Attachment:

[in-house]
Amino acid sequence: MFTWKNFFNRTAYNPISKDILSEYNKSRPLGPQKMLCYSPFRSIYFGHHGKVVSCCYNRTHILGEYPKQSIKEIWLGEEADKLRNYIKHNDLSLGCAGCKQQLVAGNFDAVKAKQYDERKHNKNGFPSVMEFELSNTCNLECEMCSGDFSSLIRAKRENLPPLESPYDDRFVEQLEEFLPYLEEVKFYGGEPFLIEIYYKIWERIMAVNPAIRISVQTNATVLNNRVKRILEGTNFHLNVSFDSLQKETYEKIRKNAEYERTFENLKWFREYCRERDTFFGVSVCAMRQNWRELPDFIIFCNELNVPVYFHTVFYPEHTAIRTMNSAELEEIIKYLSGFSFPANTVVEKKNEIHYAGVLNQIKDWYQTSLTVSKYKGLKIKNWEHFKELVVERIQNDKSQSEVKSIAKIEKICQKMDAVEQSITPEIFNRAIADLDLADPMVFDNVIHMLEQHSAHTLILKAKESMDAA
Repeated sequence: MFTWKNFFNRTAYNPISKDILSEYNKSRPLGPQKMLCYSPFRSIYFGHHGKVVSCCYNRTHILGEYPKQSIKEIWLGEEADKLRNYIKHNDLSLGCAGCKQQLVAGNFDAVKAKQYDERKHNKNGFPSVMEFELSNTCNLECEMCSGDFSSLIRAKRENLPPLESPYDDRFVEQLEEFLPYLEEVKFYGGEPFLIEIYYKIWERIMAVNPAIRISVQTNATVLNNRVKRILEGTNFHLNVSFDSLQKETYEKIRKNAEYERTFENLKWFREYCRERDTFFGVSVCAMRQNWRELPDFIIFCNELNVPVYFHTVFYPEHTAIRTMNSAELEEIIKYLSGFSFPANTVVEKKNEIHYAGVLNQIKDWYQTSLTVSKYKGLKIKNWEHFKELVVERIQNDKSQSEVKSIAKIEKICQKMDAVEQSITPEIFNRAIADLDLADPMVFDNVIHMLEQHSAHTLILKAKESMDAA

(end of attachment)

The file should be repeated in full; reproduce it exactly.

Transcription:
[in-house]
Amino acid sequence: MFTWKNFFNRTAYNPISKDILSEYNKSRPLGPQKMLCYSPFRSIYFGHHGKVVSCCYNRTHILGEYPKQSIKEIWLGEEADKLRNYIKHNDLSLGCAGCKQQLVAGNFDAVKAKQYDERKHNKNGFPSVMEFELSNTCNLECEMCSGDFSSLIRAKRENLPPLESPYDDRFVEQLEEFLPYLEEVKFYGGEPFLIEIYYKIWERIMAVNPAIRISVQTNATVLNNRVKRILEGTNFHLNVSFDSLQKETYEKIRKNAEYERTFENLKWFREYCRERDTFFGVSVCAMRQNWRELPDFIIFCNELNVPVYFHTVFYPEHTAIRTMNSAELEEIIKYLSGFSFPANTVVEKKNEIHYAGVLNQIKDWYQTSLTVSKYKGLKIKNWEHFKELVVERIQNDKSQSEVKSIAKIEKICQKMDAVEQSITPEIFNRAIADLDLADPMVFDNVIHMLEQHSAHTLILKAKESMDAA
Repeated sequence: MFTWKNFFNRTAYNPISKDILSEYNKSRPLGPQKMLCYSPFRSIYFGHHGKVVSCCYNRTHILGEYPKQSIKEIWLGEEADKLRNYIKHNDLSLGCAGCKQQLVAGNFDAVKAKQYDERKHNKNGFPSVMEFELSNTCNLECEMCSGDFSSLIRAKRENLPPLESPYDDRFVEQLEEFLPYLEEVKFYGGEPFLIEIYYKIWERIMAVNPAIRISVQTNATVLNNRVKRILEGTNFHLNVSFDSLQKETYEKIRKNAEYERTFENLKWFREYCRERDTFFGVSVCAMRQNWRELPDFIIFCNELNVPVYFHTVFYPEHTAIRTMNSAELEEIIKYLSGFSFPANTVVEKKNEIHYAGVLNQIKDWYQTSLTVSKYKGLKIKNWEHFKELVVERIQNDKSQSEVKSIAKIEKICQKMDAVEQSITPEIFNRAIADLDLADPMVFDNVIHMLEQHSAHTLILKAKESMDAA